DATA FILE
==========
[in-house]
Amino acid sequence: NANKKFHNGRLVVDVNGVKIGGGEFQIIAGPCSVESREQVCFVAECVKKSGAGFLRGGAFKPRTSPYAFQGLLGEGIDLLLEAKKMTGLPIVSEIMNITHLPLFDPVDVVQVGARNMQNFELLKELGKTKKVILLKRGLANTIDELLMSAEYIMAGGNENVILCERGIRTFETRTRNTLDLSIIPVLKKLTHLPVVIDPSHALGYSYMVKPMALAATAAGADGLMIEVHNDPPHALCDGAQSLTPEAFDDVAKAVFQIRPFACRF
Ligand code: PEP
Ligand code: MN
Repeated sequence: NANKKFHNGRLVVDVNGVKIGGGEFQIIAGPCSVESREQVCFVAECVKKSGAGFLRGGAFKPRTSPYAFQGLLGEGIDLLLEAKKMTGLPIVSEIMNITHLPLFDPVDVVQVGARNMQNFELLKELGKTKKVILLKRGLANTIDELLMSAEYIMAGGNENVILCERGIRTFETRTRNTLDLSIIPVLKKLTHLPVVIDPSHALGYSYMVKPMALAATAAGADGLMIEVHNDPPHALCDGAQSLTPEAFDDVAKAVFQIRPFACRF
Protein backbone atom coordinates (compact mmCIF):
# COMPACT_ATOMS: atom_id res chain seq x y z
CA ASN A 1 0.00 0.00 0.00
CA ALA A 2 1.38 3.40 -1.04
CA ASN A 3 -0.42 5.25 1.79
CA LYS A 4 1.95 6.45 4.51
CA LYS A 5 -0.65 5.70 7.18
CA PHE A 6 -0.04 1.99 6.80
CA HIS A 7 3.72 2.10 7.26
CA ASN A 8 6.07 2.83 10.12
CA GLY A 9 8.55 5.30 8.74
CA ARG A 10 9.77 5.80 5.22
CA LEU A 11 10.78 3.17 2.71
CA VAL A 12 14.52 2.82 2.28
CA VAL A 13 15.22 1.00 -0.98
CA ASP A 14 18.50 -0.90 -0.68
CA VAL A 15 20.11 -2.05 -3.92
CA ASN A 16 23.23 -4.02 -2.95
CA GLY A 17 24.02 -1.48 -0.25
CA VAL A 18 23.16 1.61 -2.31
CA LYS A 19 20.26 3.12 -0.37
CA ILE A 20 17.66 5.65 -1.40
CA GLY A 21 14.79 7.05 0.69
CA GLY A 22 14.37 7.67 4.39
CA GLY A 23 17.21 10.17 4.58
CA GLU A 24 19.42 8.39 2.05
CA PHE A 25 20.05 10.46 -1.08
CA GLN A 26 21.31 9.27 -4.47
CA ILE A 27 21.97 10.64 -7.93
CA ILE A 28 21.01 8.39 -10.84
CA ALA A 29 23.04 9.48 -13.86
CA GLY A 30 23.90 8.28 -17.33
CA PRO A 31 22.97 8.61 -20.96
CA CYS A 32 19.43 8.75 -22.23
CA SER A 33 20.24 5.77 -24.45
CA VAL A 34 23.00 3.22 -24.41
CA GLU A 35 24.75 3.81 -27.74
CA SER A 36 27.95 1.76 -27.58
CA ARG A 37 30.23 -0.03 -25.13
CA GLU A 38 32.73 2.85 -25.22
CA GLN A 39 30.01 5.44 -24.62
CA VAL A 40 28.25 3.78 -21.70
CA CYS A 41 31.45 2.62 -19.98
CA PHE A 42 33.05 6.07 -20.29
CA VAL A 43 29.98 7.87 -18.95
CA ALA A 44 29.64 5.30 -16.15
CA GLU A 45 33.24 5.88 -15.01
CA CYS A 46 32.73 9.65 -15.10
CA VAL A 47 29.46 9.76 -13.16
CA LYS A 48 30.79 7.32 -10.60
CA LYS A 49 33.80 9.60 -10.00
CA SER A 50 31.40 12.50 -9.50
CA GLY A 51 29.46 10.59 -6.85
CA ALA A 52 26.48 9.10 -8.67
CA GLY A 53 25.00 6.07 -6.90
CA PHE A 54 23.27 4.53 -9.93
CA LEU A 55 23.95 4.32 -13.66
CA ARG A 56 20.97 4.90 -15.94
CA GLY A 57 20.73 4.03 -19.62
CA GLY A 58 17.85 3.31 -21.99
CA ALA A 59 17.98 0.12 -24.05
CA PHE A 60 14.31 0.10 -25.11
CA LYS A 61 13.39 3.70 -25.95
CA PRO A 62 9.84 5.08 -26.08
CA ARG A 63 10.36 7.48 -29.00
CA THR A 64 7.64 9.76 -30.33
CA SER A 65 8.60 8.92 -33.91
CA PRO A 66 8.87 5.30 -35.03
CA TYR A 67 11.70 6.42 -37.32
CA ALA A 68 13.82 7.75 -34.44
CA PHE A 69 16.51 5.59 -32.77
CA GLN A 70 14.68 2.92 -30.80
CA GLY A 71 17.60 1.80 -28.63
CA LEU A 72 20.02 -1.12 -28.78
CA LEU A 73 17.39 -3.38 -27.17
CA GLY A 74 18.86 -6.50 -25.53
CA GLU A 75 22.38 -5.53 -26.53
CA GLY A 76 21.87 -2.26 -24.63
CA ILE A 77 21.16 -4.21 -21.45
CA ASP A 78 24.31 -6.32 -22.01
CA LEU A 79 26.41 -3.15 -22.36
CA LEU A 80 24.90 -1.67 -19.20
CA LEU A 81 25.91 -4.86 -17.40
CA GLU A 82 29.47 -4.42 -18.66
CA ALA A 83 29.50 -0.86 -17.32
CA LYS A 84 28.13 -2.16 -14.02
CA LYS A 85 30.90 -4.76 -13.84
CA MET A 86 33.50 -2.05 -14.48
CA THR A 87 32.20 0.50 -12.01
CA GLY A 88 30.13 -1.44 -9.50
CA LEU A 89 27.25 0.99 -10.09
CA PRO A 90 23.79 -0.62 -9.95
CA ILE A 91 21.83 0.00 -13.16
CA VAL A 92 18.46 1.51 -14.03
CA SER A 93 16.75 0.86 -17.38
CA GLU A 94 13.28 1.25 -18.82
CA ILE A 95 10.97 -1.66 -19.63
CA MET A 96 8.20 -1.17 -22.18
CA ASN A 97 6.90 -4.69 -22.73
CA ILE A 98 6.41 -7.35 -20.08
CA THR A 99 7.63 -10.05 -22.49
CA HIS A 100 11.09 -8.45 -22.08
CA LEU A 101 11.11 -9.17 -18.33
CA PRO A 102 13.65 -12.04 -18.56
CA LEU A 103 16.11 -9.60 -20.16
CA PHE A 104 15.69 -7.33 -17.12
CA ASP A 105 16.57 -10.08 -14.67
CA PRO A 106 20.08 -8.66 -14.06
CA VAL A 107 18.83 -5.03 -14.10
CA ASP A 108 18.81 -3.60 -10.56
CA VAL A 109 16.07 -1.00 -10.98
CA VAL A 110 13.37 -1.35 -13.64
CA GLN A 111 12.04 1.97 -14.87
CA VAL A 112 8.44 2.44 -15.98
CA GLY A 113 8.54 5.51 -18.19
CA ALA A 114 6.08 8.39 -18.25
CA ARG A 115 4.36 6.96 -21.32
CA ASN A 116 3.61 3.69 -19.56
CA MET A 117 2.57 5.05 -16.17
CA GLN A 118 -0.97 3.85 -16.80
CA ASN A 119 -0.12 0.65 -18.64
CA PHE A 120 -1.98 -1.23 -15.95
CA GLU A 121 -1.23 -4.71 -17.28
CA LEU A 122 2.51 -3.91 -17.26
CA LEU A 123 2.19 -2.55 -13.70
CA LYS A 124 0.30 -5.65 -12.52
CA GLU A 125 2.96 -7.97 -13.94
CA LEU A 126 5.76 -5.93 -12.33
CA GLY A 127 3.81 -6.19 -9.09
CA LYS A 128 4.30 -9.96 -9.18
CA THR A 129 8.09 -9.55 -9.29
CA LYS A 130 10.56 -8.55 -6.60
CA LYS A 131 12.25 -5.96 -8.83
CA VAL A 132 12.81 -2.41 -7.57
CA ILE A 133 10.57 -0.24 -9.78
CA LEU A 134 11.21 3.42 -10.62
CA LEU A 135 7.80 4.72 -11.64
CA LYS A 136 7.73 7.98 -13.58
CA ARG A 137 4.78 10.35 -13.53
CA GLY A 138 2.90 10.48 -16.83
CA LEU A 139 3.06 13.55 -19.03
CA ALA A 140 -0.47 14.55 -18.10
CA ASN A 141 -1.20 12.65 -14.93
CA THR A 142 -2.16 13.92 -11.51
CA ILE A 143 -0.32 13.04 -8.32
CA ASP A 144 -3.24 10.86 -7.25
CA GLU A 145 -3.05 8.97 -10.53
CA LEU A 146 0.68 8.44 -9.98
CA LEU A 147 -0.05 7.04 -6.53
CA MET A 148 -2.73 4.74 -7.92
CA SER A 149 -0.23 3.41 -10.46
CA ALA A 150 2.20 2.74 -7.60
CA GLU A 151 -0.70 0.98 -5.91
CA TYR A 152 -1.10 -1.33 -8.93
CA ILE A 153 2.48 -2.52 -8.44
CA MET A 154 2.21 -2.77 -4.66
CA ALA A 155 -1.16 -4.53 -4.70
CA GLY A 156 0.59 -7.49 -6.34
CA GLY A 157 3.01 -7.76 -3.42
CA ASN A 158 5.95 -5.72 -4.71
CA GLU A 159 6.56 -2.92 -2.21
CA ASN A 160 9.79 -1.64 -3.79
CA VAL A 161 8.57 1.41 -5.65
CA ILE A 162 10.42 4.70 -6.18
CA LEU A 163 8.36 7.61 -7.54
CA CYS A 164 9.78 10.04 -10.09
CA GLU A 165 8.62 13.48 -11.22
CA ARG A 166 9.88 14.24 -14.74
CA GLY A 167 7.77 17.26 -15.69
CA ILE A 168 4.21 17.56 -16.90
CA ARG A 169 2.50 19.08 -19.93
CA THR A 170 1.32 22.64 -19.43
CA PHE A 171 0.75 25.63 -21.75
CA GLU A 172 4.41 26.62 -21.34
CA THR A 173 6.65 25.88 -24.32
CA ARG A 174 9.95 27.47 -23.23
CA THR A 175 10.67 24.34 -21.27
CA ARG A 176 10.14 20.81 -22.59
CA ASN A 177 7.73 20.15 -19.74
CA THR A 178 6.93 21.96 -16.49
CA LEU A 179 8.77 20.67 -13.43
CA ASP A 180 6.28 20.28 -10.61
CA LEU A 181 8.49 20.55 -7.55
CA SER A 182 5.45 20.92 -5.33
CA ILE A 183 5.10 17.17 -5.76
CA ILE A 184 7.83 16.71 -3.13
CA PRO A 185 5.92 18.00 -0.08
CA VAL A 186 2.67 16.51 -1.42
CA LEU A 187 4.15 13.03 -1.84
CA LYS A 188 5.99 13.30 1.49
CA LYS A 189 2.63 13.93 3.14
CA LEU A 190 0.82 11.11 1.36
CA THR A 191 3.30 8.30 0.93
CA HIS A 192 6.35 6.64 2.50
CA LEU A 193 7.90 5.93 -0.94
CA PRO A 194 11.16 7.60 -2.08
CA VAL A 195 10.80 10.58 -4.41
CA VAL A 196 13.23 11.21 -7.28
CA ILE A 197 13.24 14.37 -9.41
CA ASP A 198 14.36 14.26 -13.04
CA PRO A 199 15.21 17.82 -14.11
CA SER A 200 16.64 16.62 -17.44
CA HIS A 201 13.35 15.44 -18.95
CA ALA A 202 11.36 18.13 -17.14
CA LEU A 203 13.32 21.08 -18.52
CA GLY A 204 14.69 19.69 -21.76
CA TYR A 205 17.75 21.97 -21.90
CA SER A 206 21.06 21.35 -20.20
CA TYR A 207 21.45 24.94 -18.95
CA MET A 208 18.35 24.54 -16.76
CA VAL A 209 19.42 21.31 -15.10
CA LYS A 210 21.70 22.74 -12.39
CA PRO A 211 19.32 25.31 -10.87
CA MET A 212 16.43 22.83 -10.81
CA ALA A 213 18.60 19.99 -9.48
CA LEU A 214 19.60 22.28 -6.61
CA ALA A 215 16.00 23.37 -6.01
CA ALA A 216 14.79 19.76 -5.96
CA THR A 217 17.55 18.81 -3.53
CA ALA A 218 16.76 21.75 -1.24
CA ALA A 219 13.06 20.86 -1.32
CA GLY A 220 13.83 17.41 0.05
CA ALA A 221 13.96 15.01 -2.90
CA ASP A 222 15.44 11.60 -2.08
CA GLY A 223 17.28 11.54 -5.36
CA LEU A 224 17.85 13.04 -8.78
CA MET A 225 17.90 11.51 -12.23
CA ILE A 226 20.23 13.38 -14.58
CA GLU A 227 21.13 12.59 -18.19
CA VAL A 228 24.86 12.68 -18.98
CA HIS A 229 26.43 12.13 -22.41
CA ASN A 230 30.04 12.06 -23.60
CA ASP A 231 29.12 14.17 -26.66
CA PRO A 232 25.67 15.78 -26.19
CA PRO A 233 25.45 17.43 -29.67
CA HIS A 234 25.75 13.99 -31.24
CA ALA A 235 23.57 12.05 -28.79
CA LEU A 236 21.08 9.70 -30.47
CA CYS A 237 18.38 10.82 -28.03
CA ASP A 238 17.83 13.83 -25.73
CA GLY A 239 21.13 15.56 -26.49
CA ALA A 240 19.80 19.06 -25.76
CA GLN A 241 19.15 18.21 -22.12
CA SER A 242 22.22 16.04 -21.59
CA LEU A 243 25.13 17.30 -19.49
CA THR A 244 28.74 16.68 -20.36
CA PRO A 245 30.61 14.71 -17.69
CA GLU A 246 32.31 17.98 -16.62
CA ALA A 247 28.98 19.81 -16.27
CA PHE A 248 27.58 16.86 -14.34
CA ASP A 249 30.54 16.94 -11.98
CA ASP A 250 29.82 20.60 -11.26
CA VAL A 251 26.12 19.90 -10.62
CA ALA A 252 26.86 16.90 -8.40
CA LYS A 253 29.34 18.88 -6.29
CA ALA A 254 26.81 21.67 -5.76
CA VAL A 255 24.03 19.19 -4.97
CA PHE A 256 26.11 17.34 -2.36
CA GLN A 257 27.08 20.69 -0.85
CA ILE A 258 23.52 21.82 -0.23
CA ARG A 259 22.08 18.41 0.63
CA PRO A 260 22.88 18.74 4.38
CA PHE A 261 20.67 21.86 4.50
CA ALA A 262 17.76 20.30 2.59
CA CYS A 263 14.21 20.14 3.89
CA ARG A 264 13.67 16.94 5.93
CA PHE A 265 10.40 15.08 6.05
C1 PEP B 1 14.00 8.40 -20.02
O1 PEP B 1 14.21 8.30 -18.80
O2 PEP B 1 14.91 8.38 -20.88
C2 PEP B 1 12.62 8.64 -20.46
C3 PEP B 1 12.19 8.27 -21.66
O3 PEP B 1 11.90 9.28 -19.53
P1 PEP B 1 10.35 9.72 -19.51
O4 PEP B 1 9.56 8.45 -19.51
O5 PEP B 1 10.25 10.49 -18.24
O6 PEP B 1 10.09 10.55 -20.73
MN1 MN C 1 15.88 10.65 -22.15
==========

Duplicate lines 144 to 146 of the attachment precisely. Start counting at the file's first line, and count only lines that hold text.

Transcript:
CA ARG A 137 4.78 10.35 -13.53
CA GLY A 138 2.90 10.48 -16.83
CA LEU A 139 3.06 13.55 -19.03